Chart of the Week: Getting Infrastructure Right in Baltimore
To add equity data to the national dialogue about growth and prosperity, every week the National Equity Atlas team posts a new chart from the Equity Atlas related to current events and issues.
In the latest issue of the Stanford Social Innovation Review, PolicyLink CEO Angela Glover Blackwell makes the case for the #CurbCutEffect—the idea that policies and programs designed to benefit marginalized groups often end up benefiting society as a whole. Equitable public transportation investments, for example, that connect underserved residents to employment and regional economic opportunities can generate benefits that extend beyond individual residents. Better transportation options for those who have been historically disconnected from the region means employers have better access to labor. It also means lower turnover and greater retention, which decrease costs for businesses. And as employment increases, so does taxable income.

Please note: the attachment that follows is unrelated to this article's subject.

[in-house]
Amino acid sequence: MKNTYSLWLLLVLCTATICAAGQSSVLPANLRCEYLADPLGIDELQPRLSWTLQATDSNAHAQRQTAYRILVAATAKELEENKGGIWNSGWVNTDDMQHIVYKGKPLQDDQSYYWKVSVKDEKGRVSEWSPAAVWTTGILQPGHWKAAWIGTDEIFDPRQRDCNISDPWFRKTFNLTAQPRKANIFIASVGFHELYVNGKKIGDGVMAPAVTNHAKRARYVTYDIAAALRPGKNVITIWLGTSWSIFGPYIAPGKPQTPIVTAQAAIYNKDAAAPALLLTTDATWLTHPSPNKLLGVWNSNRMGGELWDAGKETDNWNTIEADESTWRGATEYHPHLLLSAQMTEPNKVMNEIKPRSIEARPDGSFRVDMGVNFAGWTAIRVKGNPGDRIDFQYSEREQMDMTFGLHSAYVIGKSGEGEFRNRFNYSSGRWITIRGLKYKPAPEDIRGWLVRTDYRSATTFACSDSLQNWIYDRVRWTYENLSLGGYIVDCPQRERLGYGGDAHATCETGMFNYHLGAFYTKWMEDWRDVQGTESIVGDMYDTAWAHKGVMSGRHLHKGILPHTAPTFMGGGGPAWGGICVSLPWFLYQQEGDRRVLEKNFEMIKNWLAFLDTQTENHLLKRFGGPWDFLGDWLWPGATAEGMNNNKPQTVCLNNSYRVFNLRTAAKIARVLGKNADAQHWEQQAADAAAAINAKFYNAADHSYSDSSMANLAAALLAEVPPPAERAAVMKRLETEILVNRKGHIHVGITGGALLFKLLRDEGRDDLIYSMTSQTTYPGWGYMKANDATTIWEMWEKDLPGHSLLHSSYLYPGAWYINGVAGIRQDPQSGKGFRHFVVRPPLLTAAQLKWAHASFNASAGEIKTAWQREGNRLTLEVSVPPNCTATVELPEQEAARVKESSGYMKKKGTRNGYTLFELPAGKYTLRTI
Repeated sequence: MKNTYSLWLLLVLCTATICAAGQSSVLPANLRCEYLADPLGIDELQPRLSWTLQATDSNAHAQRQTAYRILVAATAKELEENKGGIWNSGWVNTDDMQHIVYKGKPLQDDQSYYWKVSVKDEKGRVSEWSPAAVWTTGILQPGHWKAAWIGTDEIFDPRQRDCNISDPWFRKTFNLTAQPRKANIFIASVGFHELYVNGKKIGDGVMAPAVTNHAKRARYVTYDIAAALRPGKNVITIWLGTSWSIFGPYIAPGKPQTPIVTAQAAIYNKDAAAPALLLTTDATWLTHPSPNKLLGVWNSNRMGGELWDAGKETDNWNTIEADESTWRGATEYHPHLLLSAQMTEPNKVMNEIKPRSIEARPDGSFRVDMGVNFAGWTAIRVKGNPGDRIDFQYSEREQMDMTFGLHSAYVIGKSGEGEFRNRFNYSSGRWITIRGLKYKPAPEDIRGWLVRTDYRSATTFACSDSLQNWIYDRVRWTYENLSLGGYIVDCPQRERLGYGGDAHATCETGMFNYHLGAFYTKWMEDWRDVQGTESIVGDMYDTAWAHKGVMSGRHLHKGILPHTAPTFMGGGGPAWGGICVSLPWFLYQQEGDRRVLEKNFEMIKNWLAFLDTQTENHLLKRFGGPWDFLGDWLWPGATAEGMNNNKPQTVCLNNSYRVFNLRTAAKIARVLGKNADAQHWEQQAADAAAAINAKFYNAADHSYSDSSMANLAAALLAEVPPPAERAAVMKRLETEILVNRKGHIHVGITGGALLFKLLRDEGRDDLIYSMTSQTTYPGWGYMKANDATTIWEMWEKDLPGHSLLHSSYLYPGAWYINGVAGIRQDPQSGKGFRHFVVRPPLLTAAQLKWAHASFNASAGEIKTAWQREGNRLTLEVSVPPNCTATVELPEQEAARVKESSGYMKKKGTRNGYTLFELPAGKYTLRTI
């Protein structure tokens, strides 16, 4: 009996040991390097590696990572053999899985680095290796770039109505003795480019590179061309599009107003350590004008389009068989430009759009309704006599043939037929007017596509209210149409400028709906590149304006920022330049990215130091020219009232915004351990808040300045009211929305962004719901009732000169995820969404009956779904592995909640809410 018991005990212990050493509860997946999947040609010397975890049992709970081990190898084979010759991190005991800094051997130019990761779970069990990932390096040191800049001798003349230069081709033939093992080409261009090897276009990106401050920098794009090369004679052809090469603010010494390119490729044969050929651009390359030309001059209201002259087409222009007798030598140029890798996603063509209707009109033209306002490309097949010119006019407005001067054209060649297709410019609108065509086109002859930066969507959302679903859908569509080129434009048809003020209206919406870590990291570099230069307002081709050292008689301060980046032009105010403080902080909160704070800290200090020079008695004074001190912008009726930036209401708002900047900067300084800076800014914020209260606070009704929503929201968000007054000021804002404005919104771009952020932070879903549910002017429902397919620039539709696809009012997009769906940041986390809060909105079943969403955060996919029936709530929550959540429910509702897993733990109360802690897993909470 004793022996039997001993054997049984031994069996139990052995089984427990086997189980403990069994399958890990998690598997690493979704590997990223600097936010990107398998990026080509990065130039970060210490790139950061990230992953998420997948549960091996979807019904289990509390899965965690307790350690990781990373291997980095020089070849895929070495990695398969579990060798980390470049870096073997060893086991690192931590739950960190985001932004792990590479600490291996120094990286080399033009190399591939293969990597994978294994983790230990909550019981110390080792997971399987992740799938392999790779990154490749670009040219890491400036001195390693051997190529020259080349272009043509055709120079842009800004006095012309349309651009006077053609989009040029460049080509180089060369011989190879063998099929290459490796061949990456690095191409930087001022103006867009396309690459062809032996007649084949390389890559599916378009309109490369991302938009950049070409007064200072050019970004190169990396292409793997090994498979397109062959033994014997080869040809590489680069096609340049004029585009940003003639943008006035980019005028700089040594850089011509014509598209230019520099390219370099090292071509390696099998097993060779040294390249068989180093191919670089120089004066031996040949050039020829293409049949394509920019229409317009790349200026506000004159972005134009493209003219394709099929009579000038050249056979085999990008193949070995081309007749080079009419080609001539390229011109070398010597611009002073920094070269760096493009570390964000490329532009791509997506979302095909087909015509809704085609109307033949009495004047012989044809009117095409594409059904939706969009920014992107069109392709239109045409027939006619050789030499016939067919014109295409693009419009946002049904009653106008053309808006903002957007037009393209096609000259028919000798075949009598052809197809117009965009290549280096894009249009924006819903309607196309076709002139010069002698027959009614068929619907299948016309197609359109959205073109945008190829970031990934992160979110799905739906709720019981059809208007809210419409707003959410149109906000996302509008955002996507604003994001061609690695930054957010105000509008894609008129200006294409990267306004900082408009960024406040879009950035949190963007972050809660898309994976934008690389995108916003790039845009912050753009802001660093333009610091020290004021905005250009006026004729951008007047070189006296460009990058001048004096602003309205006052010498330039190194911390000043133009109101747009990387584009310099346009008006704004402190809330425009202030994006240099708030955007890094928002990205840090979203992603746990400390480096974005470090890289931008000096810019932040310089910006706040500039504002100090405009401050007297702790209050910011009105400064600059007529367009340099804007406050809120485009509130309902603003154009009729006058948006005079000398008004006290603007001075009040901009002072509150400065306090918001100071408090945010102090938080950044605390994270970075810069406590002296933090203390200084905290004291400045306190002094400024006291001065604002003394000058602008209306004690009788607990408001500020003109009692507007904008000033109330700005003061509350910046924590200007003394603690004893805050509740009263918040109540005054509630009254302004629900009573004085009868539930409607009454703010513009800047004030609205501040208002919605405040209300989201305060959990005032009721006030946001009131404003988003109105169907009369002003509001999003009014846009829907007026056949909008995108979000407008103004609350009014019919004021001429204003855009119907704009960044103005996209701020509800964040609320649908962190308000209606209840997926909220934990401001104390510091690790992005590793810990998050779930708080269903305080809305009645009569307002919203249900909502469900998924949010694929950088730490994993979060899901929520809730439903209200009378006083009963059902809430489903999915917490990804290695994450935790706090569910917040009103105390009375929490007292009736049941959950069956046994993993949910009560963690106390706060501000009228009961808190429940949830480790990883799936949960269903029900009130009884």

To illustrate the importance of equitable infrastructure investments in the United States, this week’s chart looks at the share of households without a vehicle in Baltimore, Maryland. Nationally, 9 percent of households are without a vehicle, but in Baltimore, that number is 30 percent. White households are the least likely to be carless—just 16 percent of White households do not have a vehicle. Black households, on the other hand, are the most likely to be carless: nearly 39 percent do not have a car.
How far the potential benefits of public transit investments in Baltimore extend depend on how targeted they are and whether decision makers use investments to advance racial equity. A recent article in Citylab highlighted that bike infrastructure in Baltimore appears to be concentrated in Whiter, more affluent neighborhoods, but Bikemore is working to change this by centering equity, safety, and health and tackling the historic disinvestment in Black communities head on. As Blackwell explains, “when the nation targets support where it is needed most—when we create the circumstances that allow those who have been left behind to participate and contribute fully—everyone wins.”
To see how car access varies by race/ethnicity in your city or region, visit the National Equity Atlas, type in your city or region, and share the map for your community using #equitydata. To read “The Curb Cut Effect,” visit the Stanford Social Innovation Review.